Scholars have long debated the possibility of long distance travel between continents and its impact on the development of cultures. Similarities between specific objects or complexes of cultural traits often lead to hypotheses about the dating, nature, and direction of journeys, and the identification of possible colonists. In this lecture, Dr. Erickson discusses Thor Heyerdahl’s mid-20th-Century proposal of a bold experiment to show that South Americans could have colonized Pacific Islands using indigenous boats and navigation. Although many of his specific ideas about pre-Columbian trans-Pacific journeys remain speculative, new archaeological and genetic evidence from Chile suggests early and sustained contacts with Polynesian peoples.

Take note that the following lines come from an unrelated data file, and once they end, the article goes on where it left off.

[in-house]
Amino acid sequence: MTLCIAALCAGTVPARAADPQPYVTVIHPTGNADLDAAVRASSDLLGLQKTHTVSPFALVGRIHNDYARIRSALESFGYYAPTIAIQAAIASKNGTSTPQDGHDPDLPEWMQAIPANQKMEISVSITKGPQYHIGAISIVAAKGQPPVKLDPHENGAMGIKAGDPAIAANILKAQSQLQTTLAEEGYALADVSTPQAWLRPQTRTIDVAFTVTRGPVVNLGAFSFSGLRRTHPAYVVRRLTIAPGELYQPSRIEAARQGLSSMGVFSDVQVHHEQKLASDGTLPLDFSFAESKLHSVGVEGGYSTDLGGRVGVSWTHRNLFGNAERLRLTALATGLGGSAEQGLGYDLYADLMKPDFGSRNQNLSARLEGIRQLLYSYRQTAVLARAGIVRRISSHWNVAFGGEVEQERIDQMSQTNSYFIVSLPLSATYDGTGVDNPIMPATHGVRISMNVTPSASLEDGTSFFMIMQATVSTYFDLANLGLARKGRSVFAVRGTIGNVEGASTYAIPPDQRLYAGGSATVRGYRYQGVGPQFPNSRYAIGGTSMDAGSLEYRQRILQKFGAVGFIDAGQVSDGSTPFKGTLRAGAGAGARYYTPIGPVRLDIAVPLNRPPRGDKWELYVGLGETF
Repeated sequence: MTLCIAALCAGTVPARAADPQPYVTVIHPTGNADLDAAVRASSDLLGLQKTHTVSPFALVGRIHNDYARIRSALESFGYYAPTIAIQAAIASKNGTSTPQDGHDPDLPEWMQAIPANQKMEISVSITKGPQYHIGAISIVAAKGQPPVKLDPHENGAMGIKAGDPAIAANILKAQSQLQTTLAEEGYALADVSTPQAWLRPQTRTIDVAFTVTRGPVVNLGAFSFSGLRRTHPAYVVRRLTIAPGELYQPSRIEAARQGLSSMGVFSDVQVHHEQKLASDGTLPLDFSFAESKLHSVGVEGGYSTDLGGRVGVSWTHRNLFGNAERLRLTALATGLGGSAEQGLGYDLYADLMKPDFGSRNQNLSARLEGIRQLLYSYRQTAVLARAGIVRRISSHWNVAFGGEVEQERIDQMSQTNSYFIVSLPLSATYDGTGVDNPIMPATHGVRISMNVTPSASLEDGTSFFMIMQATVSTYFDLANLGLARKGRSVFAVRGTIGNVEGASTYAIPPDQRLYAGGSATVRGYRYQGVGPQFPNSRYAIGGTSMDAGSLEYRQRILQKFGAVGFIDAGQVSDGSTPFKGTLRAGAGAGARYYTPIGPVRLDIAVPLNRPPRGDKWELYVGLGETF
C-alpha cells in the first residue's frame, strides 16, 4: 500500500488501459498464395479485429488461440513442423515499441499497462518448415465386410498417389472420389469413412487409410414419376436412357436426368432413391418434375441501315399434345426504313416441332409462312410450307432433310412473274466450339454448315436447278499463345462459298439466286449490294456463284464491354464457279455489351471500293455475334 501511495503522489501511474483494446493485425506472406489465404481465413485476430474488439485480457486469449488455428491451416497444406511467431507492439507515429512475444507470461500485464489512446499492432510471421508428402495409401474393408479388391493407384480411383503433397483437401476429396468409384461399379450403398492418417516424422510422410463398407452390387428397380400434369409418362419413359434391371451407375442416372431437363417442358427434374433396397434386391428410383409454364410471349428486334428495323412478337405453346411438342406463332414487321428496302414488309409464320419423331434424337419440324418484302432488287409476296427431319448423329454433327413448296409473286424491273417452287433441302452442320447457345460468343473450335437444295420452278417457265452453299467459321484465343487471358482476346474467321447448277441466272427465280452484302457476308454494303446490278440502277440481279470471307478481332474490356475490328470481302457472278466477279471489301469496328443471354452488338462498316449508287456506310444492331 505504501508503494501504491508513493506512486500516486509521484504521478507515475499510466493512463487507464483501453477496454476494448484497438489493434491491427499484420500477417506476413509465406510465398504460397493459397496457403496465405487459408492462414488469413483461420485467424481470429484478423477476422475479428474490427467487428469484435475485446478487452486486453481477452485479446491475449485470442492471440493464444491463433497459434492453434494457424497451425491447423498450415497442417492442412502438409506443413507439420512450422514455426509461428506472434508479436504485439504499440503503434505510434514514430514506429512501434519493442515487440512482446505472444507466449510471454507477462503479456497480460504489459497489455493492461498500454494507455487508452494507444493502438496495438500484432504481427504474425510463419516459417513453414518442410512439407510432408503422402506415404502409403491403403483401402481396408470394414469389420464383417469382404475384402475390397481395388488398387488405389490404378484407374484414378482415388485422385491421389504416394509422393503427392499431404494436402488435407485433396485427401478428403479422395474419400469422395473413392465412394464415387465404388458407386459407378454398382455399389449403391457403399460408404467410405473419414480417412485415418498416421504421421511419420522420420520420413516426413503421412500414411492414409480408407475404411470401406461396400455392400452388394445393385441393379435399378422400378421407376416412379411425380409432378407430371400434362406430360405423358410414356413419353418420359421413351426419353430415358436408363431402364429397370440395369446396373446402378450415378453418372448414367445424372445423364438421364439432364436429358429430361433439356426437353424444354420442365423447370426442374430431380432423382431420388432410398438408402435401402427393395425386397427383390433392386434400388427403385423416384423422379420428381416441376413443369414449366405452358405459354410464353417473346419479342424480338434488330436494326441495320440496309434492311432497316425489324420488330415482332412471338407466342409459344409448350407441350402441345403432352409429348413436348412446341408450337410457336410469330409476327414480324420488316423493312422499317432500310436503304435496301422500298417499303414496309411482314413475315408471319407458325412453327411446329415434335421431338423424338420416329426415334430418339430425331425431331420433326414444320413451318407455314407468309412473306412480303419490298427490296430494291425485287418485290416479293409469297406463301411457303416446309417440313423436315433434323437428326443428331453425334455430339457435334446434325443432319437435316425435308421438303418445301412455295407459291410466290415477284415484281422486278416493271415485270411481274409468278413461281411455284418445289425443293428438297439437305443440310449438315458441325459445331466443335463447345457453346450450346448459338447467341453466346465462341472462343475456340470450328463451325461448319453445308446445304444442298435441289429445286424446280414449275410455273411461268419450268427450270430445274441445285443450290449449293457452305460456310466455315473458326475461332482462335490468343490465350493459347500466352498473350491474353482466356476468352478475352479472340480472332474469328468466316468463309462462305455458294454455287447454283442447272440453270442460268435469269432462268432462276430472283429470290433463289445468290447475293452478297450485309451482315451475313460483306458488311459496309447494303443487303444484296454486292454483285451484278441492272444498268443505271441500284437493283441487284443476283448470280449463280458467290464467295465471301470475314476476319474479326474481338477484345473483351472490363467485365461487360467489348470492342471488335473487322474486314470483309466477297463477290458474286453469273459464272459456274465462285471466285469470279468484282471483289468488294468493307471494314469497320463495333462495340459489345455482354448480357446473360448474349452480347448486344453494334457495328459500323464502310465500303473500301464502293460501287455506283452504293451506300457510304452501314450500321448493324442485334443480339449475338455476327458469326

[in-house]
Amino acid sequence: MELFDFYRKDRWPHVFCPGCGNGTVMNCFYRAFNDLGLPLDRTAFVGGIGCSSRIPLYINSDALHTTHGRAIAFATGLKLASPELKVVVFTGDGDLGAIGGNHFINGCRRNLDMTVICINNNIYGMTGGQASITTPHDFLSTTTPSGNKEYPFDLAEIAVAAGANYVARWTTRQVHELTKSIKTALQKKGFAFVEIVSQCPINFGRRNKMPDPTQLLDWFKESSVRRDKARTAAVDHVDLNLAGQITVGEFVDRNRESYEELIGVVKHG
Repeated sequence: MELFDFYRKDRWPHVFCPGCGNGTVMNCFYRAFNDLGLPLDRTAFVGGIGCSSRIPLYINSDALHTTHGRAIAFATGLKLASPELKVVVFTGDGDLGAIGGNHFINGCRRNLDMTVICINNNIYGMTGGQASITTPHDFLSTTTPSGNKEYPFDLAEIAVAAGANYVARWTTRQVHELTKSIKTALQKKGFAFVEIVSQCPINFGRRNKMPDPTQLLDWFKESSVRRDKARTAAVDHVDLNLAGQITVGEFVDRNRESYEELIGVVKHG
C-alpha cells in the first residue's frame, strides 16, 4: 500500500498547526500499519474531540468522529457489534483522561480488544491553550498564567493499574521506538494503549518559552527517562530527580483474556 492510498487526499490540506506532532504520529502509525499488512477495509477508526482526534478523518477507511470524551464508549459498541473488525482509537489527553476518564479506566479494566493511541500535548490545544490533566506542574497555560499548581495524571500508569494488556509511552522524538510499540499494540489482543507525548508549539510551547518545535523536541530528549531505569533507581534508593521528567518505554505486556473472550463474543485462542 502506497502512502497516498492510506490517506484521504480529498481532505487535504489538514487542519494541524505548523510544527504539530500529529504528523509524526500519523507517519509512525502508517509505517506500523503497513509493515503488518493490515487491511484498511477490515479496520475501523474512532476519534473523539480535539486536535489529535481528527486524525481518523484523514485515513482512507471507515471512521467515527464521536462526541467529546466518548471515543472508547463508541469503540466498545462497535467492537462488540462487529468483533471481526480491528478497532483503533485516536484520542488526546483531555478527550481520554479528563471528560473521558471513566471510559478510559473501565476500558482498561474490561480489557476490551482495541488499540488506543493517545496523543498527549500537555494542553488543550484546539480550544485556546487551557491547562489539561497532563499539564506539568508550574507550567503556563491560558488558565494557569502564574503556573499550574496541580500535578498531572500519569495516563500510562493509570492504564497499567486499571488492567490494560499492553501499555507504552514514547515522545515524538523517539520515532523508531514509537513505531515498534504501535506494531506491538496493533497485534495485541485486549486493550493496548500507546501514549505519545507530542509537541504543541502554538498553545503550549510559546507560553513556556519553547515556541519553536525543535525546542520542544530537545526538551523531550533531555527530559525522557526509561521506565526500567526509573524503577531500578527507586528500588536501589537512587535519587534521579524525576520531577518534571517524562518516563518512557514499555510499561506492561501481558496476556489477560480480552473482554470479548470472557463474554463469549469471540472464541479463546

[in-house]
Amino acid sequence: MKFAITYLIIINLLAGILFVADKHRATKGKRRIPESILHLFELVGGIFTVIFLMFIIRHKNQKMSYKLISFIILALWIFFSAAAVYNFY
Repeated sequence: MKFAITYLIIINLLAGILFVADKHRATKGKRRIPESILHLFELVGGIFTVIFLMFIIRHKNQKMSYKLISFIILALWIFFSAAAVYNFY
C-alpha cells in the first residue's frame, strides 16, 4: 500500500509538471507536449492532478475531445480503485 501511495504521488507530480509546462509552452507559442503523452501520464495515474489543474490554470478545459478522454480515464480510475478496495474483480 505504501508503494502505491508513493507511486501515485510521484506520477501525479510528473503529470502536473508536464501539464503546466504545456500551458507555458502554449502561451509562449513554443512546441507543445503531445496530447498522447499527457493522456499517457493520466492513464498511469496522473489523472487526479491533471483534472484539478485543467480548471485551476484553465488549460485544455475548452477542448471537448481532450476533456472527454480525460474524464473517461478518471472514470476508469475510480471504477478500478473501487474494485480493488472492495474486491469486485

The University of Pennsylvania Museum of Archaeology and Anthropology is dedicated to the study and understanding of human history and diversity. Founded in 1887, the Penn Museum has conducted more than 400 archaeological and anthropological expeditions around the world. Three gallery floors feature materials from Egypt, Mesopotamia, the Bible Lands, Mesoamerica, Asia and the ancient Mediterranean World, as well as artifacts from native peoples of the Americas, Africa and Polynesia.